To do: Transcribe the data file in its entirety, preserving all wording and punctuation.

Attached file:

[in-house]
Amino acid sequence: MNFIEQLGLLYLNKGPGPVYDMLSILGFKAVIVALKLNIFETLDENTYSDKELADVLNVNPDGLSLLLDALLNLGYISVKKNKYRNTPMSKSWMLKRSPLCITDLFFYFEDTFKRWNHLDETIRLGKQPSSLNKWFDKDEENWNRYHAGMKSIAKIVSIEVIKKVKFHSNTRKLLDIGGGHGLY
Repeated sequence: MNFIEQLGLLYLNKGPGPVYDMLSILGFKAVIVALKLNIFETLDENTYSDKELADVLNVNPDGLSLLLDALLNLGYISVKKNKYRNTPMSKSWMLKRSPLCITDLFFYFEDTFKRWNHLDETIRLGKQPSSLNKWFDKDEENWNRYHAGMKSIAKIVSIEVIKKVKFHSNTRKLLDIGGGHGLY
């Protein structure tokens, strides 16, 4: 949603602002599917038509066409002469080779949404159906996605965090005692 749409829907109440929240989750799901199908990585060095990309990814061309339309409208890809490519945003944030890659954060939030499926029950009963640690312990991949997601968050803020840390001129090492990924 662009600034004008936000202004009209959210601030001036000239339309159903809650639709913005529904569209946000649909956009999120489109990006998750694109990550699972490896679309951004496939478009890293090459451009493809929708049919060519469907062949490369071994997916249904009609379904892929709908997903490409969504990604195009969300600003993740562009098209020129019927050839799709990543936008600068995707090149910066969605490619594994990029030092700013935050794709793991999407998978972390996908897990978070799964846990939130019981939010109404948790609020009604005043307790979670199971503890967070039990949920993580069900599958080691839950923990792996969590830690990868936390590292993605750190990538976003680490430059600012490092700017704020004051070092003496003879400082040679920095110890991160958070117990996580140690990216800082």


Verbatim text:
[in-house]
Amino acid sequence: MNFIEQLGLLYLNKGPGPVYDMLSILGFKAVIVALKLNIFETLDENTYSDKELADVLNVNPDGLSLLLDALLNLGYISVKKNKYRNTPMSKSWMLKRSPLCITDLFFYFEDTFKRWNHLDETIRLGKQPSSLNKWFDKDEENWNRYHAGMKSIAKIVSIEVIKKVKFHSNTRKLLDIGGGHGLY
Repeated sequence: MNFIEQLGLLYLNKGPGPVYDMLSILGFKAVIVALKLNIFETLDENTYSDKELADVLNVNPDGLSLLLDALLNLGYISVKKNKYRNTPMSKSWMLKRSPLCITDLFFYFEDTFKRWNHLDETIRLGKQPSSLNKWFDKDEENWNRYHAGMKSIAKIVSIEVIKKVKFHSNTRKLLDIGGGHGLY
């Protein structure tokens, strides 16, 4: 949603602002599917038509066409002469080779949404159906996605965090005692 749409829907109440929240989750799901199908990585060095990309990814061309339309409208890809490519945003944030890659954060939030499926029950009963640690312990991949997601968050803020840390001129090492990924 662009600034004008936000202004009209959210601030001036000239339309159903809650639709913005529904569209946000649909956009999120489109990006998750694109990550699972490896679309951004496939478009890293090459451009493809929708049919060519469907062949490369071994997916249904009609379904892929709908997903490409969504990604195009969300600003993740562009098209020129019927050839799709990543936008600068995707090149910066969605490619594994990029030092700013935050794709793991999407998978972390996908897990978070799964846990939130019981939010109404948790609020009604005043307790979670199971503890967070039990949920993580069900599958080691839950923990792996969590830690990868936390590292993605750190990538976003680490430059600012490092700017704020004051070092003496003879400082040679920095110890991160958070117990996580140690990216800082």